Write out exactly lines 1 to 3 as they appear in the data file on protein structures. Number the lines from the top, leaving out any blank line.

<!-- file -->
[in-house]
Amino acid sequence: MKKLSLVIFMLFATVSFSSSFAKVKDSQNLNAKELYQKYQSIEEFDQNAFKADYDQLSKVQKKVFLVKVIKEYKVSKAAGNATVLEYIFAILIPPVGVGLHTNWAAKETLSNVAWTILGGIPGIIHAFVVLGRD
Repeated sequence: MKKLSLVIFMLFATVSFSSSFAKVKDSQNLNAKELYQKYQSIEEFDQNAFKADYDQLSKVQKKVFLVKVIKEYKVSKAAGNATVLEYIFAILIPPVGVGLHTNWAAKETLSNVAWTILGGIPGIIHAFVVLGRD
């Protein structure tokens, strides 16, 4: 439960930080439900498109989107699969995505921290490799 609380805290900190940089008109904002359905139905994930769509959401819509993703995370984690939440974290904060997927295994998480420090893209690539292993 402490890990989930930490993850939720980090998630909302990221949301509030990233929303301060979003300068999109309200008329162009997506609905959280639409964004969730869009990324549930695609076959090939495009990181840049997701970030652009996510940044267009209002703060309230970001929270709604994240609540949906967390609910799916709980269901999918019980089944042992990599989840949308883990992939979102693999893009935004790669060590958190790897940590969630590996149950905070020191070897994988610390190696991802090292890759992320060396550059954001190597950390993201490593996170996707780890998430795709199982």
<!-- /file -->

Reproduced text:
[in-house]
Amino acid sequence: MKKLSLVIFMLFATVSFSSSFAKVKDSQNLNAKELYQKYQSIEEFDQNAFKADYDQLSKVQKKVFLVKVIKEYKVSKAAGNATVLEYIFAILIPPVGVGLHTNWAAKETLSNVAWTILGGIPGIIHAFVVLGRD
Repeated sequence: MKKLSLVIFMLFATVSFSSSFAKVKDSQNLNAKELYQKYQSIEEFDQNAFKADYDQLSKVQKKVFLVKVIKEYKVSKAAGNATVLEYIFAILIPPVGVGLHTNWAAKETLSNVAWTILGGIPGIIHAFVVLGRD